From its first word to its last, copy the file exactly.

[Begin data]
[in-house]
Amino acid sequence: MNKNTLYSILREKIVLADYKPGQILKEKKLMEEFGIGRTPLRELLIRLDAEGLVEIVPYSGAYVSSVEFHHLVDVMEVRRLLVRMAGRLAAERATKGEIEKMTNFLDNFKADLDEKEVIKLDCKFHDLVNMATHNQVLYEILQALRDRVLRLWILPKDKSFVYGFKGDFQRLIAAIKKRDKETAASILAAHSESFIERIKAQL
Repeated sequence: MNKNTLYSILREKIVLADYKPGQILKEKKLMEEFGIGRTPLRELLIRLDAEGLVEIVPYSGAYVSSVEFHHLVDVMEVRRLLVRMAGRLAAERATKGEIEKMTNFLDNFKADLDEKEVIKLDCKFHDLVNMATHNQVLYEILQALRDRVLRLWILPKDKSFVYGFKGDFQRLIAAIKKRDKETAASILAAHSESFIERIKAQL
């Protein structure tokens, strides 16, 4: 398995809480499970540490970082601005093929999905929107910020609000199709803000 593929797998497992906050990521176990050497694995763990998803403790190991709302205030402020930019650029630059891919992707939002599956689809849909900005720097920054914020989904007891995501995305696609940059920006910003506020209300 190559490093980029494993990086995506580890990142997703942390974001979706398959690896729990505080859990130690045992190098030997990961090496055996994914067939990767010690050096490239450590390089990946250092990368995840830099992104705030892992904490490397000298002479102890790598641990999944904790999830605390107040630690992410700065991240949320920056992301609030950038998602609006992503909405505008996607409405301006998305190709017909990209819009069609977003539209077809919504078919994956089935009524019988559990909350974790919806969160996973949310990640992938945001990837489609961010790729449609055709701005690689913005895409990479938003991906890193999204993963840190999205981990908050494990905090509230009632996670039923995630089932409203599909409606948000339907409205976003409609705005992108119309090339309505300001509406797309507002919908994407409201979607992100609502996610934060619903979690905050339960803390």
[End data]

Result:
[in-house]
Amino acid sequence: MNKNTLYSILREKIVLADYKPGQILKEKKLMEEFGIGRTPLRELLIRLDAEGLVEIVPYSGAYVSSVEFHHLVDVMEVRRLLVRMAGRLAAERATKGEIEKMTNFLDNFKADLDEKEVIKLDCKFHDLVNMATHNQVLYEILQALRDRVLRLWILPKDKSFVYGFKGDFQRLIAAIKKRDKETAASILAAHSESFIERIKAQL
Repeated sequence: MNKNTLYSILREKIVLADYKPGQILKEKKLMEEFGIGRTPLRELLIRLDAEGLVEIVPYSGAYVSSVEFHHLVDVMEVRRLLVRMAGRLAAERATKGEIEKMTNFLDNFKADLDEKEVIKLDCKFHDLVNMATHNQVLYEILQALRDRVLRLWILPKDKSFVYGFKGDFQRLIAAIKKRDKETAASILAAHSESFIERIKAQL
């Protein structure tokens, strides 16, 4: 398995809480499970540490970082601005093929999905929107910020609000199709803000 593929797998497992906050990521176990050497694995763990998803403790190991709302205030402020930019650029630059891919992707939002599956689809849909900005720097920054914020989904007891995501995305696609940059920006910003506020209300 190559490093980029494993990086995506580890990142997703942390974001979706398959690896729990505080859990130690045992190098030997990961090496055996994914067939990767010690050096490239450590390089990946250092990368995840830099992104705030892992904490490397000298002479102890790598641990999944904790999830605390107040630690992410700065991240949320920056992301609030950038998602609006992503909405505008996607409405301006998305190709017909990209819009069609977003539209077809919504078919994956089935009524019988559990909350974790919806969160996973949310990640992938945001990837489609961010790729449609055709701005690689913005895409990479938003991906890193999204993963840190999205981990908050494990905090509230009632996670039923995630089932409203599909409606948000339907409205976003409609705005992108119309090339309505300001509406797309507002919908994407409201979607992100609502996610934060619903979690905050339960803390």